And through this process, what we found is that more often than not, the patients will almost ask or seek out. So Doc, what's the solution? What do we need to do about this area? I like to say that patients don't want a solution to a problem they don't perceive they have if that makes sense. So if a patient doesn't understand they have an issue going on, they don't understand why they need a crown or they need a filling or they may need a root canal. So in our practice, we really try to back up and let the consequence be the key to the patient seeking the treatment, if that makes sense.

So when we focus on our treatment plans, and then tie in a problem, consequence, and a solution, it tends to increase that sense of urgency. And that's where our same-day dentistry really, really becomes key because the patients, at that point, are ready to do dentistry that day. And we're ready to take care of whatever problem that is before this consequence occurs. And that's been a huge game-changer in our practice, as well as many others that I've talked with and that we've done these training sessions with.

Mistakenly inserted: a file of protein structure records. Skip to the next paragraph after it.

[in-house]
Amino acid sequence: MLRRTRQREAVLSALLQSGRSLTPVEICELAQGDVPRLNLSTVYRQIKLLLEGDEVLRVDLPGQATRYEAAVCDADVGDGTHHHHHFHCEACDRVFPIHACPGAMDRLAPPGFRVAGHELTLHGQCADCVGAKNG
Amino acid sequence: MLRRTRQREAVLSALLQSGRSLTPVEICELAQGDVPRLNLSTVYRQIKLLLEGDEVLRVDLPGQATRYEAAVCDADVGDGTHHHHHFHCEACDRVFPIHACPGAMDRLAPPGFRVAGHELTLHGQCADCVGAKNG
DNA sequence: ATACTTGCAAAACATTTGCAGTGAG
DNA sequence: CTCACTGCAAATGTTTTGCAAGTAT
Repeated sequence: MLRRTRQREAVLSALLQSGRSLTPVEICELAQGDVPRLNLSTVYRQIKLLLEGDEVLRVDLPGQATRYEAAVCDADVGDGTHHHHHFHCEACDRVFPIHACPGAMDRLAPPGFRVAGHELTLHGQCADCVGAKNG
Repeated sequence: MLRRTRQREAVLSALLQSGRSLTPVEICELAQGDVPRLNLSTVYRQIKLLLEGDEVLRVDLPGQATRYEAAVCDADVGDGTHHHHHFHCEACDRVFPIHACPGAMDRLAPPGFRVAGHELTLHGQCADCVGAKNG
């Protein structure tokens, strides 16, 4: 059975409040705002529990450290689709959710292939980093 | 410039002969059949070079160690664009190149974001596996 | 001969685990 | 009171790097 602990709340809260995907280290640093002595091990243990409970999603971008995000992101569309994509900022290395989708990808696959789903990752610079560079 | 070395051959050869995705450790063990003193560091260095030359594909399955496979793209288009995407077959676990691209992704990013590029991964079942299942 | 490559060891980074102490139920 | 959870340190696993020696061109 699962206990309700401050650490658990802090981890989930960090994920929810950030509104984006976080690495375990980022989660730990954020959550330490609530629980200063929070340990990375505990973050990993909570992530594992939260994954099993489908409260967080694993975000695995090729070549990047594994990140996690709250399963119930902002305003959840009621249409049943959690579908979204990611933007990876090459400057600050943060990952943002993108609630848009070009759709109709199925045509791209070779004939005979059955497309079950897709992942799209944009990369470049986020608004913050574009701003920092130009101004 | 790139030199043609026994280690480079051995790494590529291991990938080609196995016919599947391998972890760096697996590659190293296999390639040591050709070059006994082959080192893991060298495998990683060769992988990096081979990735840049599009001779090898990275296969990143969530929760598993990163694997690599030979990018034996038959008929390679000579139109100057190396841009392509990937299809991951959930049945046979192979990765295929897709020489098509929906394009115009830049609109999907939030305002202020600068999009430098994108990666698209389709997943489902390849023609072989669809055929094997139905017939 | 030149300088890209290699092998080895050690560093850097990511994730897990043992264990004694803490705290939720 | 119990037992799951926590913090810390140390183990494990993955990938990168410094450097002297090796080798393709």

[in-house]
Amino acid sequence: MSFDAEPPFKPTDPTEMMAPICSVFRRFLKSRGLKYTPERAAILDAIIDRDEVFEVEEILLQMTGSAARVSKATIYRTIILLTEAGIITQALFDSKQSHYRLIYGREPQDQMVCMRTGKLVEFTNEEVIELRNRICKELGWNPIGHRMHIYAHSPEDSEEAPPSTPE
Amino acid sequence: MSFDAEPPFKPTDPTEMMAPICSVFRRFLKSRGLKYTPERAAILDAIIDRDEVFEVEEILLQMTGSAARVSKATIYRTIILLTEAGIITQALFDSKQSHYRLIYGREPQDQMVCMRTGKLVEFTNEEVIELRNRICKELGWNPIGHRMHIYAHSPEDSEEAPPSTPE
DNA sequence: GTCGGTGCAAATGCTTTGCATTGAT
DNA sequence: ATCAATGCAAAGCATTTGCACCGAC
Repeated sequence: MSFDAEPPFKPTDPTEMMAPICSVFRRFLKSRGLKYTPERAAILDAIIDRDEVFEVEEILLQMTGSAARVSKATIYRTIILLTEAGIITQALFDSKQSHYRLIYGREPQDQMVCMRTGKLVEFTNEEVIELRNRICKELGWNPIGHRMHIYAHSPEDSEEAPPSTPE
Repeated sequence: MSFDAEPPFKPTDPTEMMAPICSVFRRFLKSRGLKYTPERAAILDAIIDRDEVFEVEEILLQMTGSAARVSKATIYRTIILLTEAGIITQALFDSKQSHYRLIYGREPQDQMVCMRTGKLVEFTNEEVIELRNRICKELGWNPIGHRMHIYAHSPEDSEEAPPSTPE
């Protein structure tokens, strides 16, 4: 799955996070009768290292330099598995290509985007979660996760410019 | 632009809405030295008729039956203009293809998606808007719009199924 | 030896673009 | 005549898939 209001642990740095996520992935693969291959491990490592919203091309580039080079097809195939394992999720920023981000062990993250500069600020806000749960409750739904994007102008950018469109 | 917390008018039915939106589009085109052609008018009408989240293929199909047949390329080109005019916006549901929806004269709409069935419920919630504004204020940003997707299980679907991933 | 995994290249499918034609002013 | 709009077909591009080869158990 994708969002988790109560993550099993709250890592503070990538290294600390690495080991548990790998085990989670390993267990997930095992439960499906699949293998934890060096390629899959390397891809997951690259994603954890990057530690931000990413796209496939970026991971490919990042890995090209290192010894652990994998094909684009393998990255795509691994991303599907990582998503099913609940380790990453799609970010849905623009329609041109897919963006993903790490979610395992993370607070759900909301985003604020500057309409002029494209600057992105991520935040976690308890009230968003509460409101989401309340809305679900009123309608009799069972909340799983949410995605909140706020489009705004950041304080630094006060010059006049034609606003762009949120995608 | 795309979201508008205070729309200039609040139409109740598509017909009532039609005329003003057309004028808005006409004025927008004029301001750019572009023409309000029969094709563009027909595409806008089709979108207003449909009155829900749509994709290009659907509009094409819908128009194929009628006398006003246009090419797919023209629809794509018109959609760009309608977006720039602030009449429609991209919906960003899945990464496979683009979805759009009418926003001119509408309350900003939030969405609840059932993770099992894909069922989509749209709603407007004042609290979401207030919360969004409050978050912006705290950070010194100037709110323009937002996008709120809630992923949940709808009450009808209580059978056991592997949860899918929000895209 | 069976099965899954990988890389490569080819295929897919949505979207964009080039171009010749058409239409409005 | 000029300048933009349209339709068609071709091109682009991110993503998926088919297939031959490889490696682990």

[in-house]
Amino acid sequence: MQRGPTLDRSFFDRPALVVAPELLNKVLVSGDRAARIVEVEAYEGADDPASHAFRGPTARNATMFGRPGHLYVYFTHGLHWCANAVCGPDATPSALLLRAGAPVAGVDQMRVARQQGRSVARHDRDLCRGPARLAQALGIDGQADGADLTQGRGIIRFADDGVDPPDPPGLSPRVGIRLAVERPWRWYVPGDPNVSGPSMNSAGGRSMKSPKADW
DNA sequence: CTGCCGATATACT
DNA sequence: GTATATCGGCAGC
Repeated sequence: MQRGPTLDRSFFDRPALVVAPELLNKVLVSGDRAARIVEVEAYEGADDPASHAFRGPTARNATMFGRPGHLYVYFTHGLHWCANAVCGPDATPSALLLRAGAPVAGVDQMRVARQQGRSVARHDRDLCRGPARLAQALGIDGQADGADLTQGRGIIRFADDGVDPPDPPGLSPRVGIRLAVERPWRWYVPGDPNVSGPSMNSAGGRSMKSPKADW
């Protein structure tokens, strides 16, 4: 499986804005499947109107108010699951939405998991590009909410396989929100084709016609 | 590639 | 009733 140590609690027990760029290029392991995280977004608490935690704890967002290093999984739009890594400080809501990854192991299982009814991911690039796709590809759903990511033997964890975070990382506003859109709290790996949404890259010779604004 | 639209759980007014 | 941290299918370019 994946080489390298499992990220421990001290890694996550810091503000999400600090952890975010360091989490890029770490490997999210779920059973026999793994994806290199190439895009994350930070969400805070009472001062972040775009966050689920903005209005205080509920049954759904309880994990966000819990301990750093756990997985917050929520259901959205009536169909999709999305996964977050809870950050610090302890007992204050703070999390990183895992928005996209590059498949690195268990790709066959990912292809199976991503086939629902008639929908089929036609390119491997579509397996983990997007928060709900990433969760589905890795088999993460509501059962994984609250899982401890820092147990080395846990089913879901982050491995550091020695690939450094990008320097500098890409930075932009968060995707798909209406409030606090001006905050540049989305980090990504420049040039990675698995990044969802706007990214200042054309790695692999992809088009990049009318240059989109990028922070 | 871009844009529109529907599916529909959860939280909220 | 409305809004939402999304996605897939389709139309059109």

So I encourage doctors and teams to really rely on using that problem consequence solution equation to help get the patient's sense of urgency on how we're going to take care of this. In our practice, and this is where the yes philosophy comes into play - if we really focused on a problem and a consequence and develop that sense of urgency, yet we're not using the yes philosophy and tell the patients we can't see them for another two weeks to take care of this, well, where did this problem and this consequence-- how big a consequence are we really dealing with if you can't get this done in the next three weeks? So we had to get all get on the same page on this process to really help continue to keep that sense of urgency up.